The aorta is the largest artery in the body and is divided in the thoracic and abdominal aorta. A thoracic aortic aneurysm is a dilatation of more than 50% of the normal diameter in an area where the vessel wall is weak.
- Chest pain
- Shortness of breath
- Superior Vena Cava Syndrome
In case of dilation of the aortic root, diastolic insufficiency of the aortic valve is produced.
Rupture of the aneurysm is a dramatic complication and it can lead to oligoemic shock from uncontrolled bleeding.
Very often aneurysms are asymptomatic and are diagnosed by chance (incidental findings).
- Degeneration of the middle lining of the vessel
- Separation of the aortic wall
- Connective tissue disorders (Marfan, Ehlers-Danlos syndromes)
- Bicuspid aortic valve
Aortic aneurysm is a serious disease because depending on its size, it can cause rupture or dissection of the aorta.
In a small asymptomatic aneurysm, follow-up, usually by computed tomography, is recommended at regular intervals with simultaneous strict control of blood pressure.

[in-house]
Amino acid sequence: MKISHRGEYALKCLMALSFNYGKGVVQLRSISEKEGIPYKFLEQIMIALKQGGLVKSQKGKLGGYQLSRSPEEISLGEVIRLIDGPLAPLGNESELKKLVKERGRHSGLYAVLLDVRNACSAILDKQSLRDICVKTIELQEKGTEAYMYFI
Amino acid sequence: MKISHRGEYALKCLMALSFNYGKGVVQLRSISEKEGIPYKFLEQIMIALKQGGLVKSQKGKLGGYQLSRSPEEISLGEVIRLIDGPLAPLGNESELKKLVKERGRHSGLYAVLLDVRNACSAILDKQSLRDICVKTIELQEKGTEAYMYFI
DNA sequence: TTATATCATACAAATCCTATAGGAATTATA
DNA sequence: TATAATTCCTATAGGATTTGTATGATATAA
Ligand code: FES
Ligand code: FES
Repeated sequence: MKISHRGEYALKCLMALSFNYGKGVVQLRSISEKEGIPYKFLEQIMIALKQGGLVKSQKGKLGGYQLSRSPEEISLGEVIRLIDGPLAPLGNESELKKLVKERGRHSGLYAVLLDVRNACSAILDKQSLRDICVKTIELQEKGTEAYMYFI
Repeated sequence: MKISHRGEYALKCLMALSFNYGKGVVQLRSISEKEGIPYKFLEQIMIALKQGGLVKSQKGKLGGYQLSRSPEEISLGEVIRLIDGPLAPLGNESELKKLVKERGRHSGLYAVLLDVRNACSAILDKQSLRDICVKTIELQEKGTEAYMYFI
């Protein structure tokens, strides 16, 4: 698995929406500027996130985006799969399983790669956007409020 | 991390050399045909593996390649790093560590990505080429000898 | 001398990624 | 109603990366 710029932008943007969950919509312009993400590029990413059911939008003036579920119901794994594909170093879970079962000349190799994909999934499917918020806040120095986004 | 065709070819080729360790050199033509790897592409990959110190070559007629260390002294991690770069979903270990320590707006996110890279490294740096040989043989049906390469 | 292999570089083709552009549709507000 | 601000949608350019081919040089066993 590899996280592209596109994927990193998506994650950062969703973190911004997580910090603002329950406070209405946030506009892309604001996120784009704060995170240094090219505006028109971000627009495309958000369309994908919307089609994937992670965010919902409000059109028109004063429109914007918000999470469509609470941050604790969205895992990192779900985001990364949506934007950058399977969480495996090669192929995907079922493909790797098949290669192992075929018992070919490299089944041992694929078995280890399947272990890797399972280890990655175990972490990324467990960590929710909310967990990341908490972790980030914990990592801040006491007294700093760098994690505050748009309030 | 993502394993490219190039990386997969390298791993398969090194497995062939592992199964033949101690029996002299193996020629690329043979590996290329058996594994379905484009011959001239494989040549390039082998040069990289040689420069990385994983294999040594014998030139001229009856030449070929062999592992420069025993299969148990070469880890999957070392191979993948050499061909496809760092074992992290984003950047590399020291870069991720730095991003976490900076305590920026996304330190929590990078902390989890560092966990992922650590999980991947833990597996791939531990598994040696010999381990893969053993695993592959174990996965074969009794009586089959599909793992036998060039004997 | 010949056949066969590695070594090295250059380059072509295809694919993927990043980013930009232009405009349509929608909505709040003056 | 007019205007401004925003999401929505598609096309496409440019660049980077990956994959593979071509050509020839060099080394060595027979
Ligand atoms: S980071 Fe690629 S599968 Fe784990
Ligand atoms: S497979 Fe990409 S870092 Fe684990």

Large or incidental lesions will require surgical treatment. The aneurysm is excised and the continuation of the vessel is restored with a prosthetic graft.
If the aneurysm involves the ascending aorta and is accompanied by significant dilation of the aortic root and insufficiency of the aortic valve, then these problems must be treated surgically by repairing or replacing the aortic valve and aortic root.
Our Cardiac Surgery Team performs these surgeries through a mini sternotomy. It should be noted that these surgeries are performed using extracorporeal circulation. In the case of aortic arch aneurysm, the technique of deep hypothermia with circulatory cessation is applied through a mini sternotomy approach.